The Su-30MKI can function as a 'mini-AWACS' and can act as a director or command post for other aircraft. The target co-ordinates can be transferred automatically to at least 4 other aircraft.
The radar can detect ground targets such as tanks at 40- 50 km.
The N011M is claimed to detect large sea targets at a distance up to 400 km, and small sized ones at a distance of 120 km.
When integrated with the Brahmos Missile, the Su-30MKI could become a formidable anti-shipping platform.

First Generation planes(1944-1953)
The first generation represents the first attempts at using turbojets for propulsion, providing greatly increased speed (the efficiency of piston-driven propellers drops off considerably at transsonic speeds).Many were straight-winged aircraft armed primarily with cannon; radar was not yet in common usage except on specialized night fighters.

The first jets were developed during World War II and saw combat in its last year. Messerschmitt developed the first operational jet fighter, the Me 262. It was considerably faster than piston-driven aircraft, and in the hands of a competent pilot, was practically untouchable. Due to German fuel shortages, however, it saw little use.by the end of the 1940s virtually all new combat aircraft were jet-powered.

Despite the advantages, the early jet fighters were far from perfect.Their operational lifespans could be measured primarily in hours; the engines themselves were fragile and bulky, and power could be adjusted only slowly. Innovations such as swept wings, ejector seats, and all-moving tailplanes were introduced in this period.

Notable aircraft:
# Mikoyan-Gurevich MiG-9 Fargo
# Mikoyan-Gurevich MiG-15 Fagot
# Mikoyan-Gurevich MiG-17 Fresco

Second generation (1953-1960)
The second generation describes the integration of many new technologies to greatly improve the fighting capability of the jet fighter. The introduction of guided missiles such as the AIM-9 Sidewinder and AIM-7 Sparrow moved combat to beyond visual range (though it often devolved into dogfights in visual range), necessitating the standardization of radar to acquire targets. Designers experimented with a variety of aeronautical innovations, such as the swept wing, delta wing, variable-geometry wings, and area ruled fuselages. With the aid of swept wing, these were the first production aircraft to break the sound barrier.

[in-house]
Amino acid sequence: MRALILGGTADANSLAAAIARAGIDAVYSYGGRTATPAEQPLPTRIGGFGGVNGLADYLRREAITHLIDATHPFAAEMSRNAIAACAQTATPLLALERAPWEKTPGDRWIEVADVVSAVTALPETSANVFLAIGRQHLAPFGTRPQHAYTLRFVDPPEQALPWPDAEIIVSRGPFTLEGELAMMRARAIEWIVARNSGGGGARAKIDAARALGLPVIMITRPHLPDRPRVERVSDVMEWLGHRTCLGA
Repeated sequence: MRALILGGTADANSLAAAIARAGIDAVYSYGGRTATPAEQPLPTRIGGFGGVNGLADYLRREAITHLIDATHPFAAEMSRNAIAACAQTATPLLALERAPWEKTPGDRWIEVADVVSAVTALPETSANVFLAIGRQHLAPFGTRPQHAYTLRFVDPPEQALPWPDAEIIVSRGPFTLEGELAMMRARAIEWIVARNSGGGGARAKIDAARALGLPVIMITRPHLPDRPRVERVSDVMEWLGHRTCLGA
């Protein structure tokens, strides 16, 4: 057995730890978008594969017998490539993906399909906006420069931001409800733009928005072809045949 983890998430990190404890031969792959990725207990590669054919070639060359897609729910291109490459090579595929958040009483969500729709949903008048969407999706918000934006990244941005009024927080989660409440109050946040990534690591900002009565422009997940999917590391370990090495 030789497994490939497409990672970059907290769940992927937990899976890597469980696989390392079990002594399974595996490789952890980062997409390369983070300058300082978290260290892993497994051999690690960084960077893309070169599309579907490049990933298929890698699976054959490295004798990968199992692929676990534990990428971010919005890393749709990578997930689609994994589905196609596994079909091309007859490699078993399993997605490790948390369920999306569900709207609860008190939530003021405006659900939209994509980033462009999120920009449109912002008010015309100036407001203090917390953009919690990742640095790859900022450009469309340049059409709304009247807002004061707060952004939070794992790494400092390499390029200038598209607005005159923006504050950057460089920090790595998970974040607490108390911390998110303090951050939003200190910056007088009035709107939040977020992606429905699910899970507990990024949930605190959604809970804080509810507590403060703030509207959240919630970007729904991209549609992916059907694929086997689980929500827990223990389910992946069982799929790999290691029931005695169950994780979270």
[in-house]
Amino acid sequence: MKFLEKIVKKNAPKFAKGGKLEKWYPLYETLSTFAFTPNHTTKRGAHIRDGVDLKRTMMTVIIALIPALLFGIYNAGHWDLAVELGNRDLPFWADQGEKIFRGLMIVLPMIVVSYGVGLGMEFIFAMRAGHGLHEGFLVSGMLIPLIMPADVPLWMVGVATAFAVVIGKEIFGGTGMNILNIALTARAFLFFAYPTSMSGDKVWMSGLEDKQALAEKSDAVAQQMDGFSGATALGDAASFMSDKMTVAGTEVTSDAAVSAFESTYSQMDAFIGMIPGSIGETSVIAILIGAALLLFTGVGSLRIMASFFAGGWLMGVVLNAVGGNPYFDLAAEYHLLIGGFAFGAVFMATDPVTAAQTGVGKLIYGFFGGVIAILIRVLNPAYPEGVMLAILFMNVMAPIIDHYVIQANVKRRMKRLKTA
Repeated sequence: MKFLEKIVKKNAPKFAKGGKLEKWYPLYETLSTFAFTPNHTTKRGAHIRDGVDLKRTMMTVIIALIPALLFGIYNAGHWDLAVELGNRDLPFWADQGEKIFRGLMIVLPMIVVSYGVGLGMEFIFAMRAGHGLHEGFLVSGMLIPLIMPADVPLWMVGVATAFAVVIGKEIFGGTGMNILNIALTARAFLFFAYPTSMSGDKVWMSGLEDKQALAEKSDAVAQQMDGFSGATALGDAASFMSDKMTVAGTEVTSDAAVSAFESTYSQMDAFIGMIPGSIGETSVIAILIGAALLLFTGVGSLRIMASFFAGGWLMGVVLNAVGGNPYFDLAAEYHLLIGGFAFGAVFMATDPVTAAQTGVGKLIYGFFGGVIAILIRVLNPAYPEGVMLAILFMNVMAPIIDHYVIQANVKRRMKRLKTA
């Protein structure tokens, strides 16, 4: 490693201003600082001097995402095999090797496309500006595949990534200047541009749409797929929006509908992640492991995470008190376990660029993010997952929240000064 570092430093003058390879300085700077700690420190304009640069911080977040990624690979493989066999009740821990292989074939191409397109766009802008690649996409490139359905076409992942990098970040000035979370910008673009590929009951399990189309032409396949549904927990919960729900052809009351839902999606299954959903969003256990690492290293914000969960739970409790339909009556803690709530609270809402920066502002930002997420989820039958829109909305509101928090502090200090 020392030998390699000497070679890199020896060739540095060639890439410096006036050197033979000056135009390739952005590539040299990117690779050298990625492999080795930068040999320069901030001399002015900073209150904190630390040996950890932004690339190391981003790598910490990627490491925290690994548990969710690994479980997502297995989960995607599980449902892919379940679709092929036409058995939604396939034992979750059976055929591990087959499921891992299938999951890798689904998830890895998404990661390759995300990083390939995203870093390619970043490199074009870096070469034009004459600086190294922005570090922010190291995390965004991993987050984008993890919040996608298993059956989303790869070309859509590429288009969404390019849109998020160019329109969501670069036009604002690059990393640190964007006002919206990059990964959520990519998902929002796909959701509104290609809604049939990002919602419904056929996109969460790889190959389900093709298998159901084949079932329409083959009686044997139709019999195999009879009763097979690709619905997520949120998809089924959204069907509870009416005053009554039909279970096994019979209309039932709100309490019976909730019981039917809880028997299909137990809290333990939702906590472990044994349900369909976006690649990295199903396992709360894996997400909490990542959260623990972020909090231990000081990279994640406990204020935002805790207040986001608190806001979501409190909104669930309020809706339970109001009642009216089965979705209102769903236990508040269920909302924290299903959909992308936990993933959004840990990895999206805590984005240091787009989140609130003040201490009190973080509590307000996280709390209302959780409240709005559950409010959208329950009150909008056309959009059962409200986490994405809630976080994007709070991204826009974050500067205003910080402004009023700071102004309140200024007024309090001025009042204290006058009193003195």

The primary specializations of this era were the fighter-bomber (such as the F-105 and the Sukhoi Su-7), and the interceptor (English Electric Lightning and F-104 Starfighter). The interceptor was an outgrowth of the vision that guided missiles would completely replace guns and combat would take place at beyond visual range. As a result, interceptors were designed with a large missile payload and a powerful radar, sacrificing agility in favor of speed and rate of climb.

Notable aircraft:

o HAL HF-24 Marut(INDIA)

o Mikoyan-Gurevich MiG-21
o Mikoyan-Gurevich MiG-19
o Sukhoi Su-7
o Sukhoi Su-9/Su-11
o English Electric Lightning
o De Havilland Sea Vixen
o Gloster Javelin
o Chance-Vought F-8 Crusader
o Grumman F-11 Tiger
o Republic F-105 Thunderchief